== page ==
ThaiBev said it would vote in favour of Heineken’s purchase of the 40 per cent of Asia Pacific Breweries (APB) owned by drinks firm Fraser & Neave (F&N) when F&N shareholders decide on the deal next week.
The Thai company, owned by billionaire Charoen Sirivadhanabhakdi, owns a 31 per cent stake in F&N, and had made plans to secure billions in loans to support a takeover of the rest of F&N and block Heineken’s bid.
However, ThaiBev yesterday said it would approve the deal in exchange for Heineken promising not to bid for F&N shares, poach ThaiBev executives or to sell soft drinks in certain Asian countries.
Shares in Heineken rose 6.35 per cent yesterday, their biggest single jump in three years, as it cleared the most significant remaining barrier to the purchase of APB. “Although we cannot rule out any further stumbling blocks, this increasingly looks a done deal for Heineken. A further sweetener for the deal could be distribution rights for Heineken – or even full control – of Thai Bev’s Chang beer brand in Thailand,” Espirito Santo’s Martin Dolan said.
Heineken, which has seen its core European beer market suffer in difficult economic conditions, sees the APB deal as crucial to its plan to expand in fast-growing new markets.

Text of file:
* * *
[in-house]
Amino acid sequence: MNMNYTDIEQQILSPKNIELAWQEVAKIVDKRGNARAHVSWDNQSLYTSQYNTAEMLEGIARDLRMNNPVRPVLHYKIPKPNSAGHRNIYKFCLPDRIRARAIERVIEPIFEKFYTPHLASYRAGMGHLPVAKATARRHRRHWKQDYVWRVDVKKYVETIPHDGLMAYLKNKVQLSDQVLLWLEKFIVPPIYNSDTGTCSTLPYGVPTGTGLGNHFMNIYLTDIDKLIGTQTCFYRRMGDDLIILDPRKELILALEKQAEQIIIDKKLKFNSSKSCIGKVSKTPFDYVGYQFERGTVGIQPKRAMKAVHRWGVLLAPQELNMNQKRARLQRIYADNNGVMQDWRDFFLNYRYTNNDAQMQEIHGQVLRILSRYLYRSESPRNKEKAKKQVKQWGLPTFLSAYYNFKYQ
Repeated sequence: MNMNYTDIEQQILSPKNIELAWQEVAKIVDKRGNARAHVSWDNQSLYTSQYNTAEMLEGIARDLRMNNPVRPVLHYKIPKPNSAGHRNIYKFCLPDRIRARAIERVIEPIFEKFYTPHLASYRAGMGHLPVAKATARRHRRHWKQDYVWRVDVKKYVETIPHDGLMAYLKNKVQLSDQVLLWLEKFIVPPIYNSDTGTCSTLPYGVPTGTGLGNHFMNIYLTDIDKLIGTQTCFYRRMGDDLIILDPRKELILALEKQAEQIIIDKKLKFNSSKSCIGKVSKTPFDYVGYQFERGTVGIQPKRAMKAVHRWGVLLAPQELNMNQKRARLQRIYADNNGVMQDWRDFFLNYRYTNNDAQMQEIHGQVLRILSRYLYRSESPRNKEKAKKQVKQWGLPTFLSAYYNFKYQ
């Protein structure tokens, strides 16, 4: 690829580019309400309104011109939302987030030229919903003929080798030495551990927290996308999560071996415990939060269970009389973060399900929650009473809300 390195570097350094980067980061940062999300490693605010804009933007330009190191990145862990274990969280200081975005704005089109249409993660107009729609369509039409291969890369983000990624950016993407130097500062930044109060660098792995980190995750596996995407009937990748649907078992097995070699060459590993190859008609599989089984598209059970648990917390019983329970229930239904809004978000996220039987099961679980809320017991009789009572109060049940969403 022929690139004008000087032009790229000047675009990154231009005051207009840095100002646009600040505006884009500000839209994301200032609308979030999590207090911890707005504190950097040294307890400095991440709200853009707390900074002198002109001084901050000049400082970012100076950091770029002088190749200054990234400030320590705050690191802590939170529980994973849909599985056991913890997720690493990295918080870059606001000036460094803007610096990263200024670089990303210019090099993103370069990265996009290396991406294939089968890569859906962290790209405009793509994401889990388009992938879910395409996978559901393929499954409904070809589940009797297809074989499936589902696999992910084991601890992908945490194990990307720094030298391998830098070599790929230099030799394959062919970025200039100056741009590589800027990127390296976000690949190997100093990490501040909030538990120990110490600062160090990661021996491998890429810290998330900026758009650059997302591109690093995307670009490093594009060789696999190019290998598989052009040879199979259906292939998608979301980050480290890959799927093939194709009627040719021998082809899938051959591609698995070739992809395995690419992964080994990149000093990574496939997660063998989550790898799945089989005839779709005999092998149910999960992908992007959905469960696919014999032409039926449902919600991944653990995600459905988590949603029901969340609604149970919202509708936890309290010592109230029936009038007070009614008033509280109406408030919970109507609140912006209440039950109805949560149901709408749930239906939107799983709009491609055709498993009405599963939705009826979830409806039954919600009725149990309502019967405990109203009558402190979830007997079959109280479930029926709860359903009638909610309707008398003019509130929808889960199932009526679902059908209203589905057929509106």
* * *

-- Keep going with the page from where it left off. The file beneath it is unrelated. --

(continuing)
APB – which has seen its revenue rise 50 per cent in the last two years – owns the Tiger Beer brand, as well as other beers popular in Asia.
The Dutch firm was forced to raise its offer for F&N’s stake in APB from 5.3bn Singaporean dollars (£2.7bn) to S$5.6bn a month ago as a rival bid from ThaiBev loomed, valuing APB at £6.8bn.
Heineken, the world’s third-largest brewer, also agreed to purchase an 8.6 per cent stake in APB owned by Charoen’s son in law, meaning that as long as F&N’s sale goes through, it will have a 95 per cent stake in APB and will be able to launch a takeover bid for the rest of the firm.
F&N shareholders, who have been advised by the board to approve Heineken’s bid, will vote next Friday.